Let us suppose for a moment that the goal of operators is to reduce equipment and operations cost in concert and at the same time increase their ability to provision current services quickly and flexibly, and develop new services just as quickly. Let us further suppose that they have addressed the higher-level operations/portal implications of this. What would the ideal network approach be?
Since it’s clear that operators do want exactly what’s presented in the last paragraph, this is a fair question. Since the answer to the question will dictate infrastructure spending in the future, it’s an important one. Interestingly, we have an answer for it, and it’s been around for a fair period of time.
If we go back to a point in my last blog, operators need to be able to make changes to costs and revenues without forcing a fork-lift, large-scale, change-out of infrastructure. There is simply no way to bear the risk of a large transformation and at this point no time to prove out alternative infrastructure technologies to the degree needed to contain that risk. We have to evolve with some grace into the future.
My conversation with the MEF’s CTO convinced me that their Third Network model has merit, providing that the model embrace something that is strongly hinted at but not featured—the concept of an overlay technology. If the lower three layers of the OSI model (what the model says is actually in the network) is Levels 1 through 3, then let’s call this overlay layer Level I or Li for short.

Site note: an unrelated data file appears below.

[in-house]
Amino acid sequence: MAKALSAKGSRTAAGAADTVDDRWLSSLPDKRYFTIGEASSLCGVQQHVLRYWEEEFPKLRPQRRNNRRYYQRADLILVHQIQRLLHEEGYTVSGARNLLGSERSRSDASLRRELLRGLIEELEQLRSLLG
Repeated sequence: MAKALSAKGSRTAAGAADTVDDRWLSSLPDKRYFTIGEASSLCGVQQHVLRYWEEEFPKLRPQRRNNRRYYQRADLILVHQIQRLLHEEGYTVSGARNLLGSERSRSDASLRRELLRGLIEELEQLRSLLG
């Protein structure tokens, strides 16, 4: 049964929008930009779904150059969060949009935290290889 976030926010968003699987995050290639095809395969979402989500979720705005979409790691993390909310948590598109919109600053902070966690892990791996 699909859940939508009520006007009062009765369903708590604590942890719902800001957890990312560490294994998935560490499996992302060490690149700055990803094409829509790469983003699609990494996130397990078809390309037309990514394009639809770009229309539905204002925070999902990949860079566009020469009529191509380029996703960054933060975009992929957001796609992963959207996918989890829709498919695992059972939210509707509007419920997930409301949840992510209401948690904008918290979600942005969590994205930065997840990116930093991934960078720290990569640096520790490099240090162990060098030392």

The basic notion for Li is that services would be defined and delivered at this new layer, which would then consume tunnels (“virtual wires”) created at the layers below. Since services would now be using existing network technology only as a physical layer, you’d be able to change out any or all of that stuff at whatever pace you find optimal because lower-layer implementations are opaque to the higher layers.
Overlay connections are based on a header that’s appended to data payloads before they’re encapsulated for handling by the tunnel protocol. They subdivide the traffic at any tunnel-point, and at each such tunnel-point the subdivisions can either extract the traffic with a given header and deliver it to a user access point, or “cross-connect” it to another tunnel. It’s in how this is done that the efficiency and value of the Li model is determined.